Senior eminent Kuchipudi guru and performer, Guru Korada Narasimha Rao gave his 
Upadesha followed by an emotional demonstration, a piece from “Prahalada 
Charitam”. Dancers have to be united and have to first overcome ego problems and need to understand problems facing their art. He said dance is divine and brings eternal joy and it helps one to become one with God.  One needs to bathe in Rasa and forget oneself. Artists must concentrate on making their presentations visually apt and pleasing. 

Next was Sundari Santhanam, a senior disciple of Padma Subrahmanyam. She concentrated on the importance of a Guru Shishya Parampara. Unless the student has a strong training, she cannot become a quality performer.  Probably lack of quality performances has resulted in empty halls. Hence it is the duty of a parent to get the right Guru, and the equal responsibility of the Guru and the student to present quality performances, to attract the class and the mass. She then went on to demonstrate the various karanas and abhinaya in dance. A sound knowledge of these aspects of dance she said would go a long way in presenting quality performances and help one to acquire a good posture, physique and health essential for dancers. 

Prof G.S. Paul, art critic from Trichur, said that the art tradition could be kept alive only in rural areas. Developing critically appreciative audiences is very important today.  Today, we do not have a trained audience of both art critics and public, who will take one at one’s own valuation.  New creativity is judged in terms of old judgments made, within the limitations of narrow, often closed academic minds.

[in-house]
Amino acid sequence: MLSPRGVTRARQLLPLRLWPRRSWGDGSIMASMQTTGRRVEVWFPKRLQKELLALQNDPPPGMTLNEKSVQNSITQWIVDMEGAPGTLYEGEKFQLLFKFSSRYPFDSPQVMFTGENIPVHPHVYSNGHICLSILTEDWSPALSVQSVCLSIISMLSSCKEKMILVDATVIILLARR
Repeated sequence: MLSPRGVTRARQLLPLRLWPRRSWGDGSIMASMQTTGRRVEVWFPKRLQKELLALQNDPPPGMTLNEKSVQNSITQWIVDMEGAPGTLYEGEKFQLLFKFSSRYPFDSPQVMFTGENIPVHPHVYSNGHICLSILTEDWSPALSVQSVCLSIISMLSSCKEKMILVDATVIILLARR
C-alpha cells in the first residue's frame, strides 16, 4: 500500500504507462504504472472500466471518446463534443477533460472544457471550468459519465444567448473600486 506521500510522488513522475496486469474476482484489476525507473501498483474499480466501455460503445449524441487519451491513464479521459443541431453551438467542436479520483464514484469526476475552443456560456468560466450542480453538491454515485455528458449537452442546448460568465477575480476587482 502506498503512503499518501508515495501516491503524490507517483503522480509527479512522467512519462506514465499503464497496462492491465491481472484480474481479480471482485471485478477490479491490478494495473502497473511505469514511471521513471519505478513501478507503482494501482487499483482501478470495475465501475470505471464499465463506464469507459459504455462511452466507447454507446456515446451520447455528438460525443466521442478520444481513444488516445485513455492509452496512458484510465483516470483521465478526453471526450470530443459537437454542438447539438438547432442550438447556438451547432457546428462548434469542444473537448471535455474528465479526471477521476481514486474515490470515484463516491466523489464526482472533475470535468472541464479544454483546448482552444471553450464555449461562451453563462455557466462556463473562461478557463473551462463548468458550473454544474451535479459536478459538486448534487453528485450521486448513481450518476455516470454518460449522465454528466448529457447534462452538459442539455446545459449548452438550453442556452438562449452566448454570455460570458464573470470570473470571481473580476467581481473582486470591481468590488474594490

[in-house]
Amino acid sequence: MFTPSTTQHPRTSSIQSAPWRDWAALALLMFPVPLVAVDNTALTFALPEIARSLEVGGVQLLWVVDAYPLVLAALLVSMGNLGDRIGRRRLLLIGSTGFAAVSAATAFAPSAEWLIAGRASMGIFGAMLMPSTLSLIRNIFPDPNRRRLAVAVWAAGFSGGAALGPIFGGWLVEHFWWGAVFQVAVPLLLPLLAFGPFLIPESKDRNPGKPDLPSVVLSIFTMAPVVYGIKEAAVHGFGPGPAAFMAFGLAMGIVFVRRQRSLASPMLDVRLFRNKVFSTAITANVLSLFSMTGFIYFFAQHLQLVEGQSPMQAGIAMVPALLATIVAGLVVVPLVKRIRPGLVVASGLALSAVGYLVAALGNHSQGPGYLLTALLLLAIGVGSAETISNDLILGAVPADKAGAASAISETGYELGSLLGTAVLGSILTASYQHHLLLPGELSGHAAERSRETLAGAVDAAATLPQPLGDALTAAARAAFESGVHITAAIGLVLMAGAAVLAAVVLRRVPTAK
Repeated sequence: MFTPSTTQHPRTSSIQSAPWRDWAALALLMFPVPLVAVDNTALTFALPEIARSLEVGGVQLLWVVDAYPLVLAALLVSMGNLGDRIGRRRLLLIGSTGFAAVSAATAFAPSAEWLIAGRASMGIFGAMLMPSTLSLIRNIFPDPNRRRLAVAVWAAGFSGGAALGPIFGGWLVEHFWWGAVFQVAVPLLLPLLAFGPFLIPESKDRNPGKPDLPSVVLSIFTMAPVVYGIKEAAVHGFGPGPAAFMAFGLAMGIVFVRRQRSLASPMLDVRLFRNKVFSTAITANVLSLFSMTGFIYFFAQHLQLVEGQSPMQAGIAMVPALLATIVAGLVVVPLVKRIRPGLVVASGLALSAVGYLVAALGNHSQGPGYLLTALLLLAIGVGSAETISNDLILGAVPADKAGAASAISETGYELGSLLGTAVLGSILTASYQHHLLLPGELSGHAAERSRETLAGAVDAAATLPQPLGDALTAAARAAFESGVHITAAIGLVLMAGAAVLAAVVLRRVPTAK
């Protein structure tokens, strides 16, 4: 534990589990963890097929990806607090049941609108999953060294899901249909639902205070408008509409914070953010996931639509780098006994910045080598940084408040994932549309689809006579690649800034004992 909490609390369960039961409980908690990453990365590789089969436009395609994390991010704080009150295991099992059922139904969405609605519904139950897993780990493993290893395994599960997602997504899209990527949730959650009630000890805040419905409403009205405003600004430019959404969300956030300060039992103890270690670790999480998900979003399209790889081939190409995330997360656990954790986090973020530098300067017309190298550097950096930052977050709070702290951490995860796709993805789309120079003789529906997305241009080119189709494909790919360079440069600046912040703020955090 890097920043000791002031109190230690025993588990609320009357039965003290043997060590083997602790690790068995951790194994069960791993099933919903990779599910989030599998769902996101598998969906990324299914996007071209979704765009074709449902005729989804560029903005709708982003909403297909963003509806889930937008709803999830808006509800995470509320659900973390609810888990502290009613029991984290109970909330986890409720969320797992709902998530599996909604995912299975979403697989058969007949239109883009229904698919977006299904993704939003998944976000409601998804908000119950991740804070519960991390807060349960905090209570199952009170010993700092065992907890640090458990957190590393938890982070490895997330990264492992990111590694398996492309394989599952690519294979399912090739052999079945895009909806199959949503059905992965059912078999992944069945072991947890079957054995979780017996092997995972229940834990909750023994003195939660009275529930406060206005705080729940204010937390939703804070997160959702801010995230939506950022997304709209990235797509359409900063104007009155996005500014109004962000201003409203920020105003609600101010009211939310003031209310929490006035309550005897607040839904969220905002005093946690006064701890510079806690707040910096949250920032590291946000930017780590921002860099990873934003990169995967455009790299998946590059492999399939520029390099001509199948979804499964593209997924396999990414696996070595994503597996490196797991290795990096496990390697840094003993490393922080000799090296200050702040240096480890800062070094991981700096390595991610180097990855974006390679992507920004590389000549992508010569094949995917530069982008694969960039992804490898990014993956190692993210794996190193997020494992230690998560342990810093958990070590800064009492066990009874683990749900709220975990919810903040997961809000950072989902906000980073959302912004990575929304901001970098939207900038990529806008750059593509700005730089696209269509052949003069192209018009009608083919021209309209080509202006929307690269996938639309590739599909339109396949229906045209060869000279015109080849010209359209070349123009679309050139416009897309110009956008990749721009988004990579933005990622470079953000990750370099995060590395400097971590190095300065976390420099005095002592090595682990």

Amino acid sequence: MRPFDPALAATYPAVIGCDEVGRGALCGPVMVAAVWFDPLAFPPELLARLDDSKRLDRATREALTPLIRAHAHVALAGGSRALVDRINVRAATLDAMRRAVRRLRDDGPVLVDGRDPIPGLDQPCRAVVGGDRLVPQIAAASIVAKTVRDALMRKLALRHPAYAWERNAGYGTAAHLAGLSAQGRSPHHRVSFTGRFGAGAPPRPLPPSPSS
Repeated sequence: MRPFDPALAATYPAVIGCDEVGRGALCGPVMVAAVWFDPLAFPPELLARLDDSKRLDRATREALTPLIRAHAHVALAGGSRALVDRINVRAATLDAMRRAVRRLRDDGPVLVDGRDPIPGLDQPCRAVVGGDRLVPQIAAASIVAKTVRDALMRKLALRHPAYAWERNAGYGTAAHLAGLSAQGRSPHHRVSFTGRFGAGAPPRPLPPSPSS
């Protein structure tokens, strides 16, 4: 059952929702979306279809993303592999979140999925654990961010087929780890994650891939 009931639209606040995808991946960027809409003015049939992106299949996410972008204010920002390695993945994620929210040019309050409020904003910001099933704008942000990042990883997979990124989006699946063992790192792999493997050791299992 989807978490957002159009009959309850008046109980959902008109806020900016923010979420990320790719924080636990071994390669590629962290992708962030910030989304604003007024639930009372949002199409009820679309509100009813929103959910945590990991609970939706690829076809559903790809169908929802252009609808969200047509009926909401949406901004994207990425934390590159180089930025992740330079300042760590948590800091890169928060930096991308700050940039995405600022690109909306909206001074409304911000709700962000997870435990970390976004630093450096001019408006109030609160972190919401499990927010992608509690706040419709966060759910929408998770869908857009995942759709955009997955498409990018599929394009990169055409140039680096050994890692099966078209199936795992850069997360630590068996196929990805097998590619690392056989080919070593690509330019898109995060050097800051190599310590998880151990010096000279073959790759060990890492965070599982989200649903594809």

The evening program was inaugurated by Guru Durga Charan Ranbir and group from Bhubaneshwar. The group presented Surya Vandanam, Dashawataram, Ashtapadi and concluded their recital with Moksha. The choreography, the dance, costumes and synchronization were the cynosure of all eyes. The fluid movements and neatly etched bhangis were a vision of neat and uncluttered grace. The Moksha item took the gathering into a trance. 

Changing Trends presented by the host group enthralled the audience.  Dancing to the CD music, using stage props, well designed costumes and good lighting, the students did their guru Vyjayanthi Kashi proud.  The presentation of the two pieces, Religions and Mother Earth with quotes of Mahatma Gandhi, “The essence of all religion is one, only their approaches are different” was relevant and apt. The imaginative choreography of the earth and its movement and description of nature was brilliant and rich in dance language. 

The World Day Celebration concluded at Ravindra Kalakshetra on 29th April 2002, with fusion music by Mr. Niklas Holmberg from Sweden.  A fusion of today’s high-tech Western music and the timeless characteristic sound of North and South Indian Classical Music.  Accompanied by Deepu K Nair on vocal and violin and Rajendra Nakod on tabla. They had to cut short their performance, due to time constraints.  Though short, it was a good attempt to come together with correct pitch, pointed laya and sensitive variations of volume. 

The debate was on why classical dance no longer holds the allure it once commanded, is TV to blame?  Organised by Vyjayanthi Kashi to create an awareness of the importance of dance and dancers was a worthy attempt. The real spirit of the World Dance Day was evoked with a mission to introduce youngsters to dance when Vyjayanthi Kashi announced a weeklong free Kuchipudi workshop and Dance as Healing Therapy workshop at her institute. 

The event was supported by South Central Zone Cultural Central and East Zone Cultural Central.